Stephen Colbert's sister and Mark Sanford. Really, South Carolina?
You've blessed the country conservative heavyweights such as Jim DeMint, Nikki Haley and Tim Scott, so I was willing to overlook the fact that you've simultaneously saddled us with Lindsey Graham. But now, you have another opportunity to send a conservative representative to Congress and you're narrowing the field down to a battle between a Democrat and a Republican governor whose... er, extracurricular activities redefined the "Appalachian Trail"?
USA Today reports on the sad state of politics in South Carolina these days:
The Republican side featured 16 candidates, including a philandering politician trying to make a comeback (Sanford), the son of a media mogul making his first bid for office (Teddy Turner), and assorted current or former officeholders.
South Carolina voters won't decide who replaces Scott, now an appointed member of the U.S. Senate, until May 7. Here are five takeaways from the primaries held Tuesday in South Carolina's 1st Congressional District.
Apparently the voters of South Carolina believe in forgiveness -- Sanford is the current front-runner going into the April 2 runoff. But there's still hope for a more principled pick: more than 60% of the GOP votes in the primary were split among 15 other candidates. But if Sanford does clinch the GOP nomination, the state's First Congressional District could go to Democrat Elizabeth Colbert Busch.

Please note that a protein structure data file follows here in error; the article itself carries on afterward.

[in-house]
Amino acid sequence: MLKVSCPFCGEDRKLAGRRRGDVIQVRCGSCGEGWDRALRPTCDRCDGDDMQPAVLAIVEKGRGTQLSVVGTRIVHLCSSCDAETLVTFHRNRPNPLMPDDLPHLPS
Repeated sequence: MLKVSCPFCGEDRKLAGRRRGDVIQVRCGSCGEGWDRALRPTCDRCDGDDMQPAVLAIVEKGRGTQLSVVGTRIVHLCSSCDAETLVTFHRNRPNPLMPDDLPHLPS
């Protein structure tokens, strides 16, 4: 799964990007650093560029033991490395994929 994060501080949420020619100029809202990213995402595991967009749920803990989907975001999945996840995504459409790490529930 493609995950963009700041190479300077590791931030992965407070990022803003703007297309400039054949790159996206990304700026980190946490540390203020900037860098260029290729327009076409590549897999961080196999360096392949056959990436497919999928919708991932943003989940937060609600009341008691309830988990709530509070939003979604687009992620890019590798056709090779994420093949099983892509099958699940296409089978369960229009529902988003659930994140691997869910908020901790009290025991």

"I would predict to you if [the nominee]'s Mark Sanford, the Democratic committee will pour money into the race and make him the narrative," Katon Dawson, a former state Republican Party chairman told USA Today. "He built the narrative on forgiveness and redemption and then had to pivot to his conservative record as a congressman and governor."
It's not that I don't believe in forgiveness. I think Sanford's transgressions are issues to be resolved between himself, his family and God. But in my mind, his return to politics wreaks of opportunism. Right or wrong, it seems like upon entering the real world after leaving politics in disgrace the first time around, Sanford realized he didn't have the skills or wherewithal to do anything else. As an outsider looking in, he seems like one of those politicians who only know how to be a politician -- and that's not the sort of guy I'd personally want representing me in Washington.